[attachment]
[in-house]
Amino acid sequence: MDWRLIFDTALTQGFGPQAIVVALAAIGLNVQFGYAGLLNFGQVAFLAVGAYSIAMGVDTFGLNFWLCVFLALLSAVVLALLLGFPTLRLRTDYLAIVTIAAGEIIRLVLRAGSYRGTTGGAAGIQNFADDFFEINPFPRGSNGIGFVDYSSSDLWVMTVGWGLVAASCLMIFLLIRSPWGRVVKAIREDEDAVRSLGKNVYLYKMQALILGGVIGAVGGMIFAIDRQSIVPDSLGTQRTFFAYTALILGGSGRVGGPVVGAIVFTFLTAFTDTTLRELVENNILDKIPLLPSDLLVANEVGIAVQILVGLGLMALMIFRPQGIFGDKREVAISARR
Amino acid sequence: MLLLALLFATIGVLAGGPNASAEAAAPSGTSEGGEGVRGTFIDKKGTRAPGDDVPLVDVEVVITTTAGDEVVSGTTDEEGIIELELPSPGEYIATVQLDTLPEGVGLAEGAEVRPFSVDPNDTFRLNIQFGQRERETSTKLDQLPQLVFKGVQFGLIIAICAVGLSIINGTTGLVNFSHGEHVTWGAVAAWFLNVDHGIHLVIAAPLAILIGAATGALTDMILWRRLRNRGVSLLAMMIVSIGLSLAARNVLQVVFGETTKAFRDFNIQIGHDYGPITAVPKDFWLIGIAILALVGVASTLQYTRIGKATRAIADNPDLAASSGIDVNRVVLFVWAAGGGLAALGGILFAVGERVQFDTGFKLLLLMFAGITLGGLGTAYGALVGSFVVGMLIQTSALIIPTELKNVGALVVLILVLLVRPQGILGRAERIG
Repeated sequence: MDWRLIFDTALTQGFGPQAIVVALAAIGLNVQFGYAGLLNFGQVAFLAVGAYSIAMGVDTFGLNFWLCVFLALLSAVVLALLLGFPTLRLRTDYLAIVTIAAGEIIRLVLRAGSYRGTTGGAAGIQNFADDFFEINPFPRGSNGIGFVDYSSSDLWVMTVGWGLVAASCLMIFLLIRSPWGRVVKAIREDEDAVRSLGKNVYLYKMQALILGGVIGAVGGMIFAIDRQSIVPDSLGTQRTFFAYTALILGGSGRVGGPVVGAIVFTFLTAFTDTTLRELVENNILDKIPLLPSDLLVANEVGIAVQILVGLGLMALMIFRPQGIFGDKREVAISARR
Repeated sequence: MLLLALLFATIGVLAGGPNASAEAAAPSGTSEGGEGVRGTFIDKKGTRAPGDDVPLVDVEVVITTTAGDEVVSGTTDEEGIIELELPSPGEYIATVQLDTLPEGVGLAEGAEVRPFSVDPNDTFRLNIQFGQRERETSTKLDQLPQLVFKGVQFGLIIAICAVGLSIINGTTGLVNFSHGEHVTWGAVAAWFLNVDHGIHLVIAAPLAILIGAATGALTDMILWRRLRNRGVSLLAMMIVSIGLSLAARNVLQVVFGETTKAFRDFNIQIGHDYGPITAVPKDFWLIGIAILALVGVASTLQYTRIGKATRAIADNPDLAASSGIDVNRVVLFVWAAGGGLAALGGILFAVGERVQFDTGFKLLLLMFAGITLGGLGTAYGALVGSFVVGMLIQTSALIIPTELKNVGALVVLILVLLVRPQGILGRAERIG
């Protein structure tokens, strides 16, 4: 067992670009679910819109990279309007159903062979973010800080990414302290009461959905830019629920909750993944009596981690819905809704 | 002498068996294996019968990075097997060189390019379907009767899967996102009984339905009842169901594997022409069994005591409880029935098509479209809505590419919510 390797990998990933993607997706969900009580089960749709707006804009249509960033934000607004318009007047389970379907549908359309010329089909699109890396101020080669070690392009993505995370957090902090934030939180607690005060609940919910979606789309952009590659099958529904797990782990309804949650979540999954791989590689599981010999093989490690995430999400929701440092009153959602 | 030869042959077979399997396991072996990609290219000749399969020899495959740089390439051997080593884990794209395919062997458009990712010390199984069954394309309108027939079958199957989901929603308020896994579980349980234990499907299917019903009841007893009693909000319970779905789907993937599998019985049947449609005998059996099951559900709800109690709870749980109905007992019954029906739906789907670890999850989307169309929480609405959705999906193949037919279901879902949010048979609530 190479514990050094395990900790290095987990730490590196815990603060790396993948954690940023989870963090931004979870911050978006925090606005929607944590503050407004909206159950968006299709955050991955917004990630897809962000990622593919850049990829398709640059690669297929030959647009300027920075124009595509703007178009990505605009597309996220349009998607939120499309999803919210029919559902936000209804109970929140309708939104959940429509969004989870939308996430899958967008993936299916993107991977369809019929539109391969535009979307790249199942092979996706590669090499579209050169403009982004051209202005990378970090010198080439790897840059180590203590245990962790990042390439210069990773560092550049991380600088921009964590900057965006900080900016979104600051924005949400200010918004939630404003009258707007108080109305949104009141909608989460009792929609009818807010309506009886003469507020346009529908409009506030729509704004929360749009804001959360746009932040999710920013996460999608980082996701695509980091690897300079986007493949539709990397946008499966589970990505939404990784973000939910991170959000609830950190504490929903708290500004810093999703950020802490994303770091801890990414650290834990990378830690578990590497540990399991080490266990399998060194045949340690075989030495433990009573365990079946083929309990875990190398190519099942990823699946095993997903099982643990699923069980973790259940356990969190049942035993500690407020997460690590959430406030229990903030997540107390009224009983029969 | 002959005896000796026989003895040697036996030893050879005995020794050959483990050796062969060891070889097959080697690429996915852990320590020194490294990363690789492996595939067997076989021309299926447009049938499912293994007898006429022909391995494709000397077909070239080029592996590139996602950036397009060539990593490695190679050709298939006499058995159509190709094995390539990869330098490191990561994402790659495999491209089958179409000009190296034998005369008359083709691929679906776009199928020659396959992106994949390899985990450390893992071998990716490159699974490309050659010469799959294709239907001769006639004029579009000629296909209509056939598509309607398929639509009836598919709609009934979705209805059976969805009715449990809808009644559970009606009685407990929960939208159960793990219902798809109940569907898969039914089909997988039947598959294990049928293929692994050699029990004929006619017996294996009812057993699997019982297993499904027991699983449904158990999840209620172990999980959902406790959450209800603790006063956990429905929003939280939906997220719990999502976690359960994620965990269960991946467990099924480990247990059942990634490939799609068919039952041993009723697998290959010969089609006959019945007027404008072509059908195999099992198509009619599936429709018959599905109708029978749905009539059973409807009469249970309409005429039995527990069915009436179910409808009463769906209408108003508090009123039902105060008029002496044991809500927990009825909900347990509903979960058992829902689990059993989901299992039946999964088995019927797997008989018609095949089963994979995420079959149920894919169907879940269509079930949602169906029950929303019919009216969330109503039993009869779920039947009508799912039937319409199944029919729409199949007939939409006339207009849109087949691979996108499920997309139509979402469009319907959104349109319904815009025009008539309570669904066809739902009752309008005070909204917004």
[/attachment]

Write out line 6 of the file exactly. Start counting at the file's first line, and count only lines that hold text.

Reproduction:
């Protein structure tokens, strides 16, 4: 067992670009679910819109990279309007159903062979973010800080990414302290009461959905830019629920909750993944009596981690819905809704 | 002498068996294996019968990075097997060189390019379907009767899967996102009984339905009842169901594997022409069994005591409880029935098509479209809505590419919510 390797990998990933993607997706969900009580089960749709707006804009249509960033934000607004318009007047389970379907549908359309010329089909699109890396101020080669070690392009993505995370957090902090934030939180607690005060609940919910979606789309952009590659099958529904797990782990309804949650979540999954791989590689599981010999093989490690995430999400929701440092009153959602 | 030869042959077979399997396991072996990609290219000749399969020899495959740089390439051997080593884990794209395919062997458009990712010390199984069954394309309108027939079958199957989901929603308020896994579980349980234990499907299917019903009841007893009693909000319970779905789907993937599998019985049947449609005998059996099951559900709800109690709870749980109905007992019954029906739906789907670890999850989307169309929480609405959705999906193949037919279901879902949010048979609530 190479514990050094395990900790290095987990730490590196815990603060790396993948954690940023989870963090931004979870911050978006925090606005929607944590503050407004909206159950968006299709955050991955917004990630897809962000990622593919850049990829398709640059690669297929030959647009300027920075124009595509703007178009990505605009597309996220349009998607939120499309999803919210029919559902936000209804109970929140309708939104959940429509969004989870939308996430899958967008993936299916993107991977369809019929539109391969535009979307790249199942092979996706590669090499579209050169403009982004051209202005990378970090010198080439790897840059180590203590245990962790990042390439210069990773560092550049991380600088921009964590900057965006900080900016979104600051924005949400200010918004939630404003009258707007108080109305949104009141909608989460009792929609009818807010309506009886003469507020346009529908409009506030729509704004929360749009804001959360746009932040999710920013996460999608980082996701695509980091690897300079986007493949539709990397946008499966589970990505939404990784973000939910991170959000609830950190504490929903708290500004810093999703950020802490994303770091801890990414650290834990990378830690578990590497540990399991080490266990399998060194045949340690075989030495433990009573365990079946083929309990875990190398190519099942990823699946095993997903099982643990699923069980973790259940356990969190049942035993500690407020997460690590959430406030229990903030997540107390009224009983029969 | 002959005896000796026989003895040697036996030893050879005995020794050959483990050796062969060891070889097959080697690429996915852990320590020194490294990363690789492996595939067997076989021309299926447009049938499912293994007898006429022909391995494709000397077909070239080029592996590139996602950036397009060539990593490695190679050709298939006499058995159509190709094995390539990869330098490191990561994402790659495999491209089958179409000009190296034998005369008359083709691929679906776009199928020659396959992106994949390899985990450390893992071998990716490159699974490309050659010469799959294709239907001769006639004029579009000629296909209509056939598509309607398929639509009836598919709609009934979705209805059976969805009715449990809808009644559970009606009685407990929960939208159960793990219902798809109940569907898969039914089909997988039947598959294990049928293929692994050699029990004929006619017996294996009812057993699997019982297993499904027991699983449904158990999840209620172990999980959902406790959450209800603790006063956990429905929003939280939906997220719990999502976690359960994620965990269960991946467990099924480990247990059942990634490939799609068919039952041993009723697998290959010969089609006959019945007027404008072509059908195999099992198509009619599936429709018959599905109708029978749905009539059973409807009469249970309409005429039995527990069915009436179910409808009463769906209408108003508090009123039902105060008029002496044991809500927990009825909900347990509903979960058992829902689990059993989901299992039946999964088995019927797997008989018609095949089963994979995420079959149920894919169907879940269509079930949602169906029950929303019919009216969330109503039993009869779920039947009508799912039937319409199944029919729409199949007939939409006339207009849109087949691979996108499920997309139509979402469009319907959104349109319904815009025009008539309570669904066809739902009752309008005070909204917004």